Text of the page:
Ever since Marty McFly took to a hovering skateboard in Back to the Future II, we’ve taken the hoverboard for a symbol of not only the future, but where technological progress should take us. Recently, Lexus made waves after the company unveiled its own hovering board. The device uses superconductor magnets cooled with liquid nitrogen to float above a specially designed surface for a short period of time. It’s a hoverboard, sure, but it’s not quite what McFly promised. Reality, unfortunately, is always a few steps behind science fiction.
In hoping for a thing that will likely never exist as we imagine it, we locate in the impossible our dreams for change, for utopia—for a world reimagined as the kind of place where a hoverboard might be real, where we might be McFlys. First step hoverboards; next, the cure for cancer.
That kind of optimism isn’t naiveté, however. Some of the gadgets from Back from the Future—like slim TVs that go on walls, or portable tablet computers—seemed far-fetched in the ’80s, but now, 30-odd years later, are commonplace. Such change is broad in scope, too: Fifteen or twenty years ago, instantaneous global communication was unimaginable for many; recently, a billion people used Facebook in a single day.
In the face of such radical (and conspicuously visible) change, it is perhaps unsurprising that we look to technology for change. That approach, however, has turned into a novelty fetish: Because we’ve seen remarkable transformation, we crave new tech revolutions, waiting with bated breath for each Apple keynote, investing the yet-to-be invented thing with our hopes for a world remade.
Tech is the locus for our general utopian desires and our wishes for a better life. Think of Uber: Not just what it does, but the feeling of hailing a ride from your phone, tracking its arrival, rating your driver, sharing stories about exceptionally bad or good service with friends. Phones in hand, it feels like we are creating the future.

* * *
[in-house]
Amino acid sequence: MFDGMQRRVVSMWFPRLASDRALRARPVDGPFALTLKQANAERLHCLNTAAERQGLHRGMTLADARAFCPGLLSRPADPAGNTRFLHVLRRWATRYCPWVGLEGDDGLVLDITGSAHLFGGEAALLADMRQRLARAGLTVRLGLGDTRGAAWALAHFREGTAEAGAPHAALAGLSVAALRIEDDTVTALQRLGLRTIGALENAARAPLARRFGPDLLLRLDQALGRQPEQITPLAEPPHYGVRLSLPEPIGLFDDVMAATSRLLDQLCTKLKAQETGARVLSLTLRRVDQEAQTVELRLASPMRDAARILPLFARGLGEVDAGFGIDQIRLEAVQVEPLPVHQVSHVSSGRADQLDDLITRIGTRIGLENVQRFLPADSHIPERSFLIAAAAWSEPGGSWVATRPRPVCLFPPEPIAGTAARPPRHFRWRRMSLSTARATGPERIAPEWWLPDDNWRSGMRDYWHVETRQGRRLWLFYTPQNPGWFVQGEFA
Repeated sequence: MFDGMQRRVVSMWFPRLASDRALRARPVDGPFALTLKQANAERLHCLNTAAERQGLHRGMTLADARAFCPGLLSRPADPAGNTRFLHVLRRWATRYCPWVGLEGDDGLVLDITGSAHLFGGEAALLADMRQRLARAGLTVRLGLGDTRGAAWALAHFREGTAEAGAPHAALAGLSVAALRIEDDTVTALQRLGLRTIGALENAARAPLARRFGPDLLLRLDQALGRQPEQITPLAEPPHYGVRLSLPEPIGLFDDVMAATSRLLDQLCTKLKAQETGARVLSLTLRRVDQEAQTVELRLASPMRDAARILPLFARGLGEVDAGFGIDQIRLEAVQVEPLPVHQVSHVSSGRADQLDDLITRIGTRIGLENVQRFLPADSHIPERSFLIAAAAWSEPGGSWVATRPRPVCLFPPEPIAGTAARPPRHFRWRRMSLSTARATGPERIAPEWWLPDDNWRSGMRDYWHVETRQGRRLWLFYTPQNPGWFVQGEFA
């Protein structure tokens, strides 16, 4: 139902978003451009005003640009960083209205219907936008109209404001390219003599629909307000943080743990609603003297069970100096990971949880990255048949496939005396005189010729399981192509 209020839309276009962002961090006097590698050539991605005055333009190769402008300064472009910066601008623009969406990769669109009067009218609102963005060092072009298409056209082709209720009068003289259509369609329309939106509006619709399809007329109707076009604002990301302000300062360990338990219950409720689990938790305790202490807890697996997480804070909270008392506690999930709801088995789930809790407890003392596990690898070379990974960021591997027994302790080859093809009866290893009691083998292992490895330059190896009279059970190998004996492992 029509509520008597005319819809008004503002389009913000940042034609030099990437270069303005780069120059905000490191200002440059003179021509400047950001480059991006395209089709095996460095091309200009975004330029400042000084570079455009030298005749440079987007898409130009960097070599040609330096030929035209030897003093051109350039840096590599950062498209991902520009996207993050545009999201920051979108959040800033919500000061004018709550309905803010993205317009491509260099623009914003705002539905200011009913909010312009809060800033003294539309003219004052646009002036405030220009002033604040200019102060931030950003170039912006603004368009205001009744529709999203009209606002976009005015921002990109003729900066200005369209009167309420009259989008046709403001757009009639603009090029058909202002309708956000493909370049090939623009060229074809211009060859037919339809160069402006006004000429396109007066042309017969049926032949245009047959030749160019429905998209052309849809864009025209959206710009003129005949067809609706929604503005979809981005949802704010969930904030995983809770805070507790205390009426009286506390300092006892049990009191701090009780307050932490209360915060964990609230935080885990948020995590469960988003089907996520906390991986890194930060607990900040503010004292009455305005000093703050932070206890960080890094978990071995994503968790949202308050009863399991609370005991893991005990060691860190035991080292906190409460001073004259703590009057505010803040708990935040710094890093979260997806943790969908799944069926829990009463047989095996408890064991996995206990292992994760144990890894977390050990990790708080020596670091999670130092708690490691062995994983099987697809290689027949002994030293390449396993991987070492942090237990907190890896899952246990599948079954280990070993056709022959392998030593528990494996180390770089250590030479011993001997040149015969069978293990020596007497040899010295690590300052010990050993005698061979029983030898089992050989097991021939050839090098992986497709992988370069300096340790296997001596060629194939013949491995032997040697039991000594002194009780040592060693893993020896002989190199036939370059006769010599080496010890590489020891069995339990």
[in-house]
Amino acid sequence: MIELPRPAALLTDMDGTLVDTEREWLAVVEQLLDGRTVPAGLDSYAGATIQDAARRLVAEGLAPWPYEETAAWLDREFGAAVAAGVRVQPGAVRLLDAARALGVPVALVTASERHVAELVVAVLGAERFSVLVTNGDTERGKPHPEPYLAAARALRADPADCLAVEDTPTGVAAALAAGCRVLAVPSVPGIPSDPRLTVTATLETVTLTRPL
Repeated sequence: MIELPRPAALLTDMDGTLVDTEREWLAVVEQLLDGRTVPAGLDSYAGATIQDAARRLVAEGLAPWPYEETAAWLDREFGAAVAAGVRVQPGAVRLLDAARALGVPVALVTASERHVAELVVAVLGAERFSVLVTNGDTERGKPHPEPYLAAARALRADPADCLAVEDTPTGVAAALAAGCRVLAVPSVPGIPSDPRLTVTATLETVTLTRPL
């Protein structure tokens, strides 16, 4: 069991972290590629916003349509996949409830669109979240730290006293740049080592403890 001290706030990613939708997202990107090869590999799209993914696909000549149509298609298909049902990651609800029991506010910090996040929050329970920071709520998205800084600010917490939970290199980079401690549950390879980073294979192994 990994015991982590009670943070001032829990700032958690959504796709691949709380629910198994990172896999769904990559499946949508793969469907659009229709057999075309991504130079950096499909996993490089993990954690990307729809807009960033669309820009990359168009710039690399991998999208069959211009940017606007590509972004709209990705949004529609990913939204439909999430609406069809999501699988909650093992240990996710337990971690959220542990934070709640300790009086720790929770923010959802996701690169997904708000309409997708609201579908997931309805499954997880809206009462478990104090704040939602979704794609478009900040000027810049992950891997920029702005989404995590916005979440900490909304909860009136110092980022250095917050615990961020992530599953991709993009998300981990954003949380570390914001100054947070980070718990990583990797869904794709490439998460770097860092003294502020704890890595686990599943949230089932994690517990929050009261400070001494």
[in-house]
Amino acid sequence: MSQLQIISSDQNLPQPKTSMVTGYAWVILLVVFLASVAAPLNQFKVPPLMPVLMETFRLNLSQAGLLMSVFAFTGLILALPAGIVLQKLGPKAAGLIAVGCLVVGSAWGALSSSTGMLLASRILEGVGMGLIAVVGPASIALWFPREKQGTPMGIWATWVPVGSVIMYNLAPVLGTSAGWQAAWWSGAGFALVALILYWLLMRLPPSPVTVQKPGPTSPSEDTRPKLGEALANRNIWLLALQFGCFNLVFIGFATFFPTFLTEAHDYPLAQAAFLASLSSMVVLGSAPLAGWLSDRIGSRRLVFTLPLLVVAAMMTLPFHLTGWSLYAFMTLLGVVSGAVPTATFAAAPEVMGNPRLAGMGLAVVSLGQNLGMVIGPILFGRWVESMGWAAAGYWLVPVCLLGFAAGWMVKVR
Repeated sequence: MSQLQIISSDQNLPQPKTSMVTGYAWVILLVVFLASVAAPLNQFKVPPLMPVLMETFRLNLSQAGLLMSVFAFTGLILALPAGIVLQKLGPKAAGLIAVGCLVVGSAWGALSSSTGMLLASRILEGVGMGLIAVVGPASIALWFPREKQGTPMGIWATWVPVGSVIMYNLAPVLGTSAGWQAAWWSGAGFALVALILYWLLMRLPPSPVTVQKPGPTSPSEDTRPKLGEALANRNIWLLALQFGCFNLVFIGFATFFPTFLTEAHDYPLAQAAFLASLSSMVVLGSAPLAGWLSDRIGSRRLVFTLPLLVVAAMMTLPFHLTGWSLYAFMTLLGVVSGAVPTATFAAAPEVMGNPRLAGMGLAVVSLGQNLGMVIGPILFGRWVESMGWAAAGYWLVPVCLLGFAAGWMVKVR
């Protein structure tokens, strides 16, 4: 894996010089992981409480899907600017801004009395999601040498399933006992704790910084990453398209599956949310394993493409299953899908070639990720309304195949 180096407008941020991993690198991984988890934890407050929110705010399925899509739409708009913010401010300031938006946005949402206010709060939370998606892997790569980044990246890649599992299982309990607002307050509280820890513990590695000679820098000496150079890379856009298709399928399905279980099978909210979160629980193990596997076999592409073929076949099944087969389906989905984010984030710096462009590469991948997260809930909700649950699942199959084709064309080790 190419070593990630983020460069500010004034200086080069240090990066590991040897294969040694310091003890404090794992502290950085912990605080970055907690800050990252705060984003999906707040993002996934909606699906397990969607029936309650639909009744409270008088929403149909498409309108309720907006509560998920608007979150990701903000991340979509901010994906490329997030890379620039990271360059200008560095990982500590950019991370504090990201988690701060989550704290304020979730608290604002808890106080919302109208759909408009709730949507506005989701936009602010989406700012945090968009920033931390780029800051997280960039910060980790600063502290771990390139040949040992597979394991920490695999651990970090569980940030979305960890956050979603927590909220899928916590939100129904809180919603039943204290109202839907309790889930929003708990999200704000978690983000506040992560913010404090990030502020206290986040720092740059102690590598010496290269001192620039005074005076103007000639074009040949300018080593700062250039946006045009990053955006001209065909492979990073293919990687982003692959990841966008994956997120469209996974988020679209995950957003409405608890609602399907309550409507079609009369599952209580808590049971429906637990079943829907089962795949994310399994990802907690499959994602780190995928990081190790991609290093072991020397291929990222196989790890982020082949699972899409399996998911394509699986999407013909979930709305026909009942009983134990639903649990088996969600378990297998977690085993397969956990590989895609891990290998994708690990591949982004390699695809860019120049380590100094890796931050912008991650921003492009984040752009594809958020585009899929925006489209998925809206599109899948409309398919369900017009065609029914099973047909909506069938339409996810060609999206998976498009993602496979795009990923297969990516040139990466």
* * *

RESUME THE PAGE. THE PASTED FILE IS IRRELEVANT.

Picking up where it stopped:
Though that kind of personally transformative technology feels good to use, it replicates and reinforces the very power structures we hope to change. Again, Uber is instructive. Though once-billed as a “ride-sharing” service that would democratize getting a lift, through the rhetoric of its executives and its investments in self-driving and mapping technology, it is now clear it at least hopes to become the next iteration of mass transit. It is a model of transit as an on-demand system, replete with surge pricing, precariously employed drivers, and routes based solely on ridership numbers. Public transit systems, on the other hand, currently have to fight to maintain their built-in inefficiencies in order to ensure service to impoverished, or isolated areas—something for which Uber’s tech-enabled seamlessness would have no place. In a similar vein, AirBnB's promise of a better, more personalized system for accommodation certainly has made tourism more affordable. But in another of tech's unintended consequences, the service may well be exacerbating the problems with gentrification and housing costs in cities that are already increasingly unaffordable.
We thought technology was supposed to make the world a better place. The breathless hope of One Laptop per Child, talk of Twitter revolutions, and the dreams of Elon Musk speak to a desire to solve immense problems. But as the sheen wore off, we saw it was no panacea: access to laptops alone doesn't measurably improve education, and Twitter's use in galvanizing protest didn't extend to the messy business of rebuilding countries.
Now, it's clear that tech is not a neutral force, and can make things worse. The inescapability and drudgery of work is made worse by the constant accessibility of email, Slack, and mobile devices. Public platforms enable racist, sexist, and other abuse, giving hatred a platform and community. This is to say nothing of the poor working conditions where the gadgets are made, the lack of diversity in Silicon Valley and its unexpected results, or the ways tech is linked to the erosion of labor’s power.
Fifteen years ago, the dotcom bubble peaked; a year later, it burst and sent the economy into a spiral. We promised we’d be more careful the next time. Today, tech is once again ascendant, and the sensuous nature of the touch screen is obscuring what’s reproduced. Again, we believe in the mystical, revolutionary power of the digital object. And again, it’s a wish for the novel item to shove us into the future and explode the world we know.
I often think back to this iPhone commercial claiming the device is the most used camera in the world. Light piano music twinkles, both happy and melancholy, and images of people living their best lives flit past. It is utopic desire, crystallized: The ad says that the gadget will make us happy, and that, through its lens, we’ll all evolve into a better version of ourselves. Like most advertising, it’s an empty promise. We’ve seen hoverboards before.